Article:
Dr Thandeka Mazibuko is KZN’s first radio-oncologist and a registrar at Grey’s Hospital, in addition to being the founder of the NGO SinomusaNothando, a registered nonprofit in South Africa, founded in 2004. 

Dr Thandeka Mazibuko is passionate about reducing cancer related fatalities and has been acclaimed and recognized for her essential work. She was designated the Social Entrepreneur of the Year at the 2012 Durban Regional Business Achiever Awards. She was also “named Heroine of Oprah Magazine in May 2010 and Heroine of Change in the October 2013 issue of True Love Magazine.”

What follows is Dr Thandeka Mazibuko’s personal testimony on her background and her experiences as a clinician:

As a child in the rural village of kwaNyuswa, KZN, I grew up listening to stories around the fire, told by my great-granny, uMachonco. In oncology, I soon realized that listening is central to patient management.

Every patient has a story to tell about her breast cancer, and I have to listen to the story that brought her to me. At times the story is not told in the manner, language or order that we expect but, together with proper examination and medical investigations, good listening skills, patience and compassion, we end up with the full story – leading to appropriate treatment and care.

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What follows is the story of one of my patients, which illustrates the health challenges that result in breast cancer patient’s late presentation at health facilities:

December 2009: The nurse called in the next patient. A strong, foul smell preceded a clicking of high heels. A beautiful young woman, impeccable in a long white dress with a fashionable coat entered. She was filled with sorrow and embarrassment because of the smell. In her hand, a bottle filled with what looked like maggots or worms. 

She was a young 33-year-old, with four children and a wonderful husband who was a taxi owner. As she told her story, I realized that the foul smell was coming from her left breast where cancer had been diagnosed in 2007. She had been admitted for a mastectomy but, on the advice of family and friends, she opted to escape the hospital the day before her life-saving operation.

She had heard that a left breast could not be operated on since it is close to the heart. If it were removed, her heart would stop pumping, and she would die. She ran away to save her life from the doctors who were going to kill her. It was this myth that led her to presenting, two years later, with a deep, foul-smelling ulcer infested breast with worms. Now she was begging me to remove her breast. Examination showed that the ulcer was so deep that the ribs were exposed and she had chest, liver, brain and bone metastasis. She still insisted on an operation.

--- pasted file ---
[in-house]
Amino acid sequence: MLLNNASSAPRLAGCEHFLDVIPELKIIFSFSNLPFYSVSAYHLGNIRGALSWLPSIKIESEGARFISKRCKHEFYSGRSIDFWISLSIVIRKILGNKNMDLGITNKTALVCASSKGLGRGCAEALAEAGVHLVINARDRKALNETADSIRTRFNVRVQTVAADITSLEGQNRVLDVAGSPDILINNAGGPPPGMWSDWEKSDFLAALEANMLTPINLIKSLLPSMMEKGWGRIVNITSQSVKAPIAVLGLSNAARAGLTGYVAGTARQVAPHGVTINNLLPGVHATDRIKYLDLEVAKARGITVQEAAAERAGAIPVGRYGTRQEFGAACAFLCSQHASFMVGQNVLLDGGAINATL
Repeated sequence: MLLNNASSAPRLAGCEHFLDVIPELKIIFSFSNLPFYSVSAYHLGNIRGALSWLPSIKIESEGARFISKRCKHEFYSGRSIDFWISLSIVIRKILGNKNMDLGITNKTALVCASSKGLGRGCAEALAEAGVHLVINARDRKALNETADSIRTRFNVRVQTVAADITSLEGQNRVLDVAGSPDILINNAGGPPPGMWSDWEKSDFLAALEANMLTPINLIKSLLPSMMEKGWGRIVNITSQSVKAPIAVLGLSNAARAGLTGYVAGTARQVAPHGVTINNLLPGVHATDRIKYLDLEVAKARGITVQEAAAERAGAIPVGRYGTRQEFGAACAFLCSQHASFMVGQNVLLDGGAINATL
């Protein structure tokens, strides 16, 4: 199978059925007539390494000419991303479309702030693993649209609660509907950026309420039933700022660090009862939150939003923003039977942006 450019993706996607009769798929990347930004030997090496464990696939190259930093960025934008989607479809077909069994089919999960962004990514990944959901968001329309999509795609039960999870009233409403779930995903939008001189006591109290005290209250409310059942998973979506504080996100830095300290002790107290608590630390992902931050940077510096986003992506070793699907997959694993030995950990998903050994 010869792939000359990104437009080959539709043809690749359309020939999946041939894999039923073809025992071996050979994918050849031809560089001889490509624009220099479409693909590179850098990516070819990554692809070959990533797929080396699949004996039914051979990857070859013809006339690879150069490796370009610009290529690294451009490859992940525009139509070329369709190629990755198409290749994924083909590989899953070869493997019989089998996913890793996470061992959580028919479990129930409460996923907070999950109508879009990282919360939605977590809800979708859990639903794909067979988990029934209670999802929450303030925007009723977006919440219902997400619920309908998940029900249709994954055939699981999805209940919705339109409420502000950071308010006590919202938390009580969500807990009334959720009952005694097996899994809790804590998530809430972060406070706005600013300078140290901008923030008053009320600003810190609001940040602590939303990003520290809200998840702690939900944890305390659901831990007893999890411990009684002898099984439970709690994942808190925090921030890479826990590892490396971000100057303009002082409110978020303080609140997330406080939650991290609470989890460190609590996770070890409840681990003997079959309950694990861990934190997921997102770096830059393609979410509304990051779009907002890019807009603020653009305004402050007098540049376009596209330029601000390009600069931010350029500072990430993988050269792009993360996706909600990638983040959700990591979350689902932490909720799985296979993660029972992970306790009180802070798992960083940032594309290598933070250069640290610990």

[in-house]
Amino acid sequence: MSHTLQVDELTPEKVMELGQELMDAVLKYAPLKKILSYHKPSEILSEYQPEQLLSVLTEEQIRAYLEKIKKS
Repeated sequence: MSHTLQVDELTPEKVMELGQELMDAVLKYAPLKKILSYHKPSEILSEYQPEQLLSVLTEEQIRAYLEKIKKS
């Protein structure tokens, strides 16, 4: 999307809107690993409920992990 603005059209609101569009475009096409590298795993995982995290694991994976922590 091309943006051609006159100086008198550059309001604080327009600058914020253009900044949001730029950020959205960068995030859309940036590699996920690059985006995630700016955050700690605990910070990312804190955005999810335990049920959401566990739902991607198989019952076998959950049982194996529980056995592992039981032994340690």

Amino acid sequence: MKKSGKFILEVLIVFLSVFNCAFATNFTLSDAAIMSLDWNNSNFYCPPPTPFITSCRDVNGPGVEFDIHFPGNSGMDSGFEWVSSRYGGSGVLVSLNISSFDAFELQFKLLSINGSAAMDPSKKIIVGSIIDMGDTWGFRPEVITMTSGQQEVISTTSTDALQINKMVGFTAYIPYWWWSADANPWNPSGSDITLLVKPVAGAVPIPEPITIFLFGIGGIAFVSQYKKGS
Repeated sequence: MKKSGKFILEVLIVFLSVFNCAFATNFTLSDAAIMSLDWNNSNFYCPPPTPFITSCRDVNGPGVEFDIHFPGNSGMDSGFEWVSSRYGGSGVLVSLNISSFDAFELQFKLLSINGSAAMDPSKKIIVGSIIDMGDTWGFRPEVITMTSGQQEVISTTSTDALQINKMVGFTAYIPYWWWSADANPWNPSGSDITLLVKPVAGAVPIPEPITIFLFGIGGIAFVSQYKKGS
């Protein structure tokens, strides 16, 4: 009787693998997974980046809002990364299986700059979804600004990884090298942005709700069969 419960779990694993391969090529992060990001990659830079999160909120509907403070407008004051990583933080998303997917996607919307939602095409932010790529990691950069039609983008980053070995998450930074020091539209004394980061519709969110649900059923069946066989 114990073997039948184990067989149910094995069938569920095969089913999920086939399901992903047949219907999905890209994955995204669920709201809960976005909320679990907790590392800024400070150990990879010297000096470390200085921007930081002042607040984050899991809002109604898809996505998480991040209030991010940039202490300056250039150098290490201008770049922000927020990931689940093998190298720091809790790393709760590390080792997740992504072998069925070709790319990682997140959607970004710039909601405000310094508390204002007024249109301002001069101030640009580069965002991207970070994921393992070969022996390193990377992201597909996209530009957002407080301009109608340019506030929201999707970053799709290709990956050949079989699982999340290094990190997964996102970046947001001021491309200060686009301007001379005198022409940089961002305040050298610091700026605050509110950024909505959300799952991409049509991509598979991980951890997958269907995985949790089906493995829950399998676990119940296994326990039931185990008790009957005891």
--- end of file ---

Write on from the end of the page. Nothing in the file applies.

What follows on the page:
In South Africa, millions of people have never heard of cancer and how deadly it is. Rural communities face a “survival of the fittest” health management approach. The majority of these patients are black, illiterate and poor. To complicate matters even further, they have a complex belief system – based on culture, religion and myths – that are central to their understanding of medical conditions.

Traditional patients seek a cause for illness within the framework of indigenous beliefs. Cancer is interpreted as conflict, particularly in social relationships. Many patients believe that witchcraft caused their cancer, and their first priority is to reverse the sorcery. Seeking help from a traditional healer first, in their views, does not imply a delay in medical treatment.

The concept that a painless breast lump is potentially fatal is difficult for many rural women to accept. 80% of black women with breast cancer refrain from modern medical treatments (Vorbiof et al, 2001)

I founded an NGO, called Sinomusanothando Community Development, to address this poverty of knowledge and screening in my village and beyond. Education and self breast examination from an early age is critical and can be done for free at home.

SinomusaNothando has identified that the rectification of these issues requires crucial decentralization of Oncology resources and redistributing them on the community level, as well as training more Oncologists across Africa in addition to an increased supply of treatment and screening equipment, the establishment of mobile clinic units. 

Dr Thandeka Mazibuko is also passionate about empowering young women in South Africa and freeing them from the issues of forced marriage at a young age. According to the statistics, “In sub-Saharan Africa, for example, 4 in 10 young women marry before age 18. In South Asia, 3 in 10 girls are wed before their 18th birthday.  But child marriage is happening right now in the U.S. And that’s not okay. More than 200,000 minors were married in the U.S. between 2000 and 2015.”

Dr Thandeka Mazibuko herself was forced into a marriage at the age of 17. She overcame all odds to achieve her medical degree and become an advocate for rural communities and women. 

Mazibuko writes, ” I am a true reminder to all the village girls ; all the future medical doctors who have no financial support. IT IS SO POSSIBLE. Yes you can do anything in life. Mental strength is a rare quality but the best to have. Begin somewhere ; school is the only answer I know; my beginning. Feed your brain with knowledge it will feed you back for the rest of your life. The advice I give young people in Africa and New York City comes from my real life experience. I had no money to go to medical school. My mother was a domestic worker. I went door to door begging neighbors to help me get to medical school. I applied for loans.”

SinomusaNothando is a Zulu word which means “love, care and generosity.” Through her incredible contributions, her resilience and her hard work, considering the challenges she has faced, her work truly does arise from a place of passion, love, care and generosity.